Anyone can make,a silly
mistake, but not all of us find our blunders rewarded with lucrative
Harvard and Oxford professorships. Listen, then, to the shocking story
of Shakespeare scholarship.
Shakespeare biography is in what might be described as a persistent
vegetative state. This is a rather natural result of trying to write
a man’s life without taking the preliminary step of making sure
you’ve got the right guy. I own more than two dozen biographies
of the Stratford man, most of them fairly recent, who has been mistaken
for the real author for nearly four centuries.
Fortunately, some excellent literary criticism of the works is still
being written, because it doesn’t depend on biography. Whoever
wrote King Lear, it remains a wonderful play. New and interesting things
can still be said about it; Stephen Booth’s brilliant study of
its “indefinition” shows how its seeming loose ends and
contradictions actually display the subtlest artistry.
But the biographical department of Shakespeare scholarship is another
matter entirely, marked by amazing obtuseness. Highly intelligent people
can be obtuse when they refuse to use their heads; and this is often
the case with certified experts in any field who claim slam-dunk certainty
when simple common sense might have saved them from embarrassing errors.
In the prestigious Oxford edition of Shakespeare’s Complete
Works, the editors Stanley Wells and Gary Taylor commit some incredible
howlers. In a section of miscellaneous items headed “Various
Poems,” they include such crude rhymes as this, “Upon a
pair of glove that master sent to his mistress,” linked to the
Bard only by dubious legend:
The gift is small,
The will is all:
Then there is “An extemporary epitaph on John Combe, a noted
Ten in the hundred lies here engraved;
A hundred to ten his soul is not saved.
If anyone ask who lies in this tomb,
“O ho!” quoth the devil, “’tis my John-a-Combe.”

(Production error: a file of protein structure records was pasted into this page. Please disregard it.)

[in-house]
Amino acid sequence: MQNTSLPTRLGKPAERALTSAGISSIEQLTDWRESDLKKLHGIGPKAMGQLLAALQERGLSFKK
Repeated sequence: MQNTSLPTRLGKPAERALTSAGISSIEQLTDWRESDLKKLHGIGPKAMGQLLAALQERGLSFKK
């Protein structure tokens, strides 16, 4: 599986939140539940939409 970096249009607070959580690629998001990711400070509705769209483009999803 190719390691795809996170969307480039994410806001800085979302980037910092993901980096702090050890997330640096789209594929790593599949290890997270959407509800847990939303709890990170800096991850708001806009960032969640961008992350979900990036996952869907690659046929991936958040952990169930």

All the experts agree …
There’s plenty more where this
came from, including the Stratford man’s gravestone inscription,
with its mighty climax: “And
curst be he that moves my bones.” Such trifles are dated to his
later years, after he’d left the London theater.
How do we know Shakespeare wrote this goofy stuff? Because someone
or other said he did, and as Professor Wells solemnly notes, “none
of [these] poems was ever attributed to anyone else.” What more
proof do we need?
To say that the author of The Rape of Lucrece descended to this level
in his later years (when he’d supposedly retired to Stratford)
is like contending that Bach finally gave up writing fugues for hip-hop.
These things hardly rise to the level of tavern-wit. The idea that
they are the fruits of the great poet’s maturity is absurd beyond
Lucrece is written in rhyme royal, an extremely difficult seven-line
stanza form few English poets have ever attempted, let alone mastered.
Read two pages of it, and ask yourself if it’s even conceivable
that its author spent his final years composing bits of crude doggerel.
So what happened? Have Professors Wells and Taylor been hooted out
of academe? On the contrary, they stand at the pinnacle of their profession.
Nobody cracks a smile when they offer such obvious nonsense.
In fact, Harvard’s Stephen Greenblatt, author of a bestselling
Shakespeare biography a year or two ago, also includes the same items
in his own edition of the “complete” works. Not surprisingly,
the biography got a rave review from Stanley Wells.
It would be scandalous if it weren’t so funny. These gents
are not only professional scholars, but acknowledged leaders in their
field. Mr. Ripley, call your office. This episode belongs in “Believe
It or Not”!
Nothing in the Stratford man’s will, written shortly before
his death at age 52, suggests that he had ever made a living by his
pen, let alone that he’d been the most lavishly praised poet
of his day. Did that just slip his mind? Had a preoccupation with real
estate totally displaced the literary interests which, the experts
tell us, had consumed nearly his whole adult life?
Or if, as we’re also told, he’d retired from the London
theater and returned to Stratford before he was 50, why didn’t
he resume writing gentlemanly poetry like Lucrece in his leisure time?
Was writing doggerel in Stratford more profitable than writing tragedies
in London? I’m sure no explanation would be too far-fetched for
the experts — except, of course, for the obvious one.
Copyright © 2011 by the Fitzgerald
Griffin Foundation. All rights reserved. This column was published originally
by Griffin Internet Syndicate on January 3, 2006. Joe Sobran is the author
of Alias Shakespeare: Solving the Greatest Literary
Mystery of All Time (The Free Press, 1997).
Joe Sobran was an author and a syndicated columnist. See bio
and archives of some of his columns.
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